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Was Deckard a replicant? Does a Marvel comic hold the answer? – Marvel Super Special #22, “Blade Runner”

March 30, 2013


Saying Blade Runner was a visionary take on the future (or some similar verbiage) has become so cliché, even calling it out as cliché is cliché. But, as with all clichés, there’s some truth in its origin. Blade Runner set the benchmark for futurey cinematic cityscapes upon release in 1982, and its moving megalopolis tapestries were so definitive, all that have followed, from The Fifth Element to Coruscant, are just trailing in their wake. Along with Alien, they cemented director Ridley Scott’s reputation to such a degree, he can fling out undercooked tripe like Prometheus and still retain his auteur luster. Blade Runner is one half of Scott’s two-prong Hollywood Teflon, a protective treatment that has mediocrity slide right off.

The film itself has a degree of resilience, having survived an ambivalent critical reception during its initial release and the muddle of the various editions that have been marketed over the years. Scott’s 1992 director’s cut excised Harrison Ford’s soporific, studio-mandated narration and the road trip footage from The Shining, but apparently wasn’t quite the cut it was — HAHA — cut out to be, since in 2007 there was a “Final Cut” where Scott had full control. Only time will tell whether there will be any more versions, whether this supposedly ultimate edition will fall by the wayside — much like many of the once-dominant companies whose advertising litters the incandescent billboards of the film’s 2019 Los Angeles.

I first experienced Blade Runner as the middle director’s cut, which, through the inclusion of one little Unicorn dream, suggested that Deckard, the eponymous android-hunter, was himself a replicant. This was a surprise to Ford, Deckard himself, who stated numerous times in interviews that such interpretations were hogwash. But the dream was there, and so was Scott’s insistence that yes, Deckard, who ran off with replicant Sean Young at movie’s end, was just like the nigh-human machines he hunted down. Did this add to the cerebral drama? Detract? I don’t know. I never really thought that it was all that clear he was a replicant, and to me it always sounded like Sir Ridley was trying to retrofit something that the story just couldn’t hold. (Kind of like how post-Prometheus interviews have suggested that the event which made the Engineers want to kill humans on sight was that we crucified Jesus, who was himself an Engineer. WHAT?)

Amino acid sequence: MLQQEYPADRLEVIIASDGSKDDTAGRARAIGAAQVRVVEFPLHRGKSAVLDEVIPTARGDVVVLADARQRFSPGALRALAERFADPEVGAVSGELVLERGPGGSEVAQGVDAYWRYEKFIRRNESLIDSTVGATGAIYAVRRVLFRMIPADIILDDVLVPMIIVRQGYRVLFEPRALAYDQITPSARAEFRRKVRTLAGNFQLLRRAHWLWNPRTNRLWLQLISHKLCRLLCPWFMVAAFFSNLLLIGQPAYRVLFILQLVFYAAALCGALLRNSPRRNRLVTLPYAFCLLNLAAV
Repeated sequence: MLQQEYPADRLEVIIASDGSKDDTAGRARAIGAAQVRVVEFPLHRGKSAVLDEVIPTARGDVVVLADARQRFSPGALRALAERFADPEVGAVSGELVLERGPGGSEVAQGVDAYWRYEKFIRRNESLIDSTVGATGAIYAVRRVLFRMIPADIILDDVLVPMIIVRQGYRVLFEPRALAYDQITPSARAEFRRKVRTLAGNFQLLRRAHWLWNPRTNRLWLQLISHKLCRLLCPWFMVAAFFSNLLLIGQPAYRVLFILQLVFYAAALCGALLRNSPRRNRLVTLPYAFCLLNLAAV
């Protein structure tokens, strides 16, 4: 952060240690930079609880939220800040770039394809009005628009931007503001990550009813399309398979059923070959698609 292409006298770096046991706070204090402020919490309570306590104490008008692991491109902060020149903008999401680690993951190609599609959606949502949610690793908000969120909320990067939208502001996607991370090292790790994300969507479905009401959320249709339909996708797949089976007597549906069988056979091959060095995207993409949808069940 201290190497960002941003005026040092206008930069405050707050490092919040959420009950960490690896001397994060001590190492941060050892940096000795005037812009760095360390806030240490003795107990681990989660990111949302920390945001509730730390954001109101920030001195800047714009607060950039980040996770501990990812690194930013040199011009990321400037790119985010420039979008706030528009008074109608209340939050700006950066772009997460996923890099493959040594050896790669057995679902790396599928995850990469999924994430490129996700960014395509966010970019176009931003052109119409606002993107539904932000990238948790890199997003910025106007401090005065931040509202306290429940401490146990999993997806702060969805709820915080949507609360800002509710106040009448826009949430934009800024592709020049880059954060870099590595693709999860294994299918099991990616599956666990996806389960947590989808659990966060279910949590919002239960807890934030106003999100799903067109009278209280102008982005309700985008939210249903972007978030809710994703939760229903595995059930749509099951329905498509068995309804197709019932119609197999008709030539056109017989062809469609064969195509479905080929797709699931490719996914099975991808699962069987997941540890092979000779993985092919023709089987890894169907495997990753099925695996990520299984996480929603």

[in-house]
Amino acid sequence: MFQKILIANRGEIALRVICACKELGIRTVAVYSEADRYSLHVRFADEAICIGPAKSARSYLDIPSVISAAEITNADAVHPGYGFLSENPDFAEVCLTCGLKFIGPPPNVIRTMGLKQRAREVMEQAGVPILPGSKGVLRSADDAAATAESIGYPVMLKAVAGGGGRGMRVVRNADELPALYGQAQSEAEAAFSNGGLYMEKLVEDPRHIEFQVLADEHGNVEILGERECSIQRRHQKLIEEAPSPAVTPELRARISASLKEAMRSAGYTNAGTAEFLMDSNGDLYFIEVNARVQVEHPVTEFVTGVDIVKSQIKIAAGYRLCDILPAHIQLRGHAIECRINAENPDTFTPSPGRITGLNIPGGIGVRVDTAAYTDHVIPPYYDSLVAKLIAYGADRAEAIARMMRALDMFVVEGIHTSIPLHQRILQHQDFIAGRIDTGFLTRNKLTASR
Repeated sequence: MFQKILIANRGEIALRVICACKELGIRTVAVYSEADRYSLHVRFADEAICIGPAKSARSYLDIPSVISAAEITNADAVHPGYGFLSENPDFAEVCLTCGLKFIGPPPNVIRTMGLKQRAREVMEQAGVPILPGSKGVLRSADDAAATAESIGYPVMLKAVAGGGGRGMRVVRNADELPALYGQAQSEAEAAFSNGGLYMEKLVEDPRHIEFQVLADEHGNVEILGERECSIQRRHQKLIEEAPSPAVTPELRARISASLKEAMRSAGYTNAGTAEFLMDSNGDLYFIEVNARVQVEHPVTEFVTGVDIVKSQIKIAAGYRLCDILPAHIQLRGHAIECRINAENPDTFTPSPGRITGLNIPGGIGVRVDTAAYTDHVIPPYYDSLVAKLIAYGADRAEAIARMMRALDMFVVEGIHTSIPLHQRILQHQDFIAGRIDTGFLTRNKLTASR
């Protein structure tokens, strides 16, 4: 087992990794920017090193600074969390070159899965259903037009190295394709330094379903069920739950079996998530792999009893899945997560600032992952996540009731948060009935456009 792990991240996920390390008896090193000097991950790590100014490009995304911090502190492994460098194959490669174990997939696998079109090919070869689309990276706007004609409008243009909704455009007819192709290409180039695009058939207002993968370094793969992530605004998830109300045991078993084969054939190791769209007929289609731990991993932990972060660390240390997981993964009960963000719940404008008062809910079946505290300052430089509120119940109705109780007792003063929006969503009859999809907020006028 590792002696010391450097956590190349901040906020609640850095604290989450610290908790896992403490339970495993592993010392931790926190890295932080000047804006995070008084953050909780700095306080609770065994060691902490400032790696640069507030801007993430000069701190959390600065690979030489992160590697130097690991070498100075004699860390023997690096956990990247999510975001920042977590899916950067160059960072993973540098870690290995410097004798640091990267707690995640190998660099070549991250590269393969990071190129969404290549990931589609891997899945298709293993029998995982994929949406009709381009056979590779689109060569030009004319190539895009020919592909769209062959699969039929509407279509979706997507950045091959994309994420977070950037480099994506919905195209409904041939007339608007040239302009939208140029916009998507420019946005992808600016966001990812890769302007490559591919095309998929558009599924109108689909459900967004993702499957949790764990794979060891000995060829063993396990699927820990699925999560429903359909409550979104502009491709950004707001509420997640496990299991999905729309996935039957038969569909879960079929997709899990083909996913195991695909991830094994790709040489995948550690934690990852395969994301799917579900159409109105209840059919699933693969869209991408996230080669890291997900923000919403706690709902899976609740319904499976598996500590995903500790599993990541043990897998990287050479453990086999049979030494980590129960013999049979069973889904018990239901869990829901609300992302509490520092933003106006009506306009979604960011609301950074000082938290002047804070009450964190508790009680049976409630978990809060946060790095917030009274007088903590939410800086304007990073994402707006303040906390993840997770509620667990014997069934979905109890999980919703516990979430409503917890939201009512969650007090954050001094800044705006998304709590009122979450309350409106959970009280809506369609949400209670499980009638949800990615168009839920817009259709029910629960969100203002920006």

There’s still he is/he isn’t debate surrounding Deckard, and no, the Marvel Super Special offers no indications one way or the other. There are no CASE CLOSED clues to be found in its pages. (Speaking of pages, this Super Special is, like Rock & Rule, comic-sized, and not the usual magazine dimensions.) Adapted by Archie Goodwin, with pencils by Al Williamson and Carlos Garzon, and inks by Al Williamson, it’s a bit too heavy on the dark noir of the film’s dystopian palette. The heavy shadows render the colors flat and uninvolving, and the presence of Deckard’s narration makes reading simple scenes like this extraordinarily claustrophobic:


It’s all the rainy nighttime scenes, and none of the brilliant, lingering sunsets that would make you hear the Vangelis score even if you’re watching a DVD with the TV on mute. You get the feeling that the art would look a whole lot better in simple black and white, even though iconic establishing shots like the next one are replicated (no pun intended) rather well:


The Asian babe on the Jumbotron may be the most memorable character in the entire film.

For whatever it’s worth, the art is very much suited to Edward James Olmos’ Gaff, the creepy LAPD apparatchik who hovers around the story as a origami-loving ghoul. That rough face of his translates well. And one of the few human/replicant scenes that matches the success of the cityscapes comes at the end, as Rutger Hauer’s super-soldier android calmly laments, then meets, his doom:


The back of the book has the usual cast bios and production photos, but a nice addition is a behind-the-scenes on the making of the comic itself. It’s interesting not so much for the inside dope on the bullpen staff, but for the nice shot of Archie Goodwin’s workspace, which looks a whole hell of a lot like the home office:


Blade Runner: good movie, okay comic book. This concludes 2013’s Marvel Super Special March. Will it return next year? Are there more Super Specials to be examined? The answer to the latter is yes, so it’s ditto for the former. THE HUMAN ADVENTURE CONTINUES…


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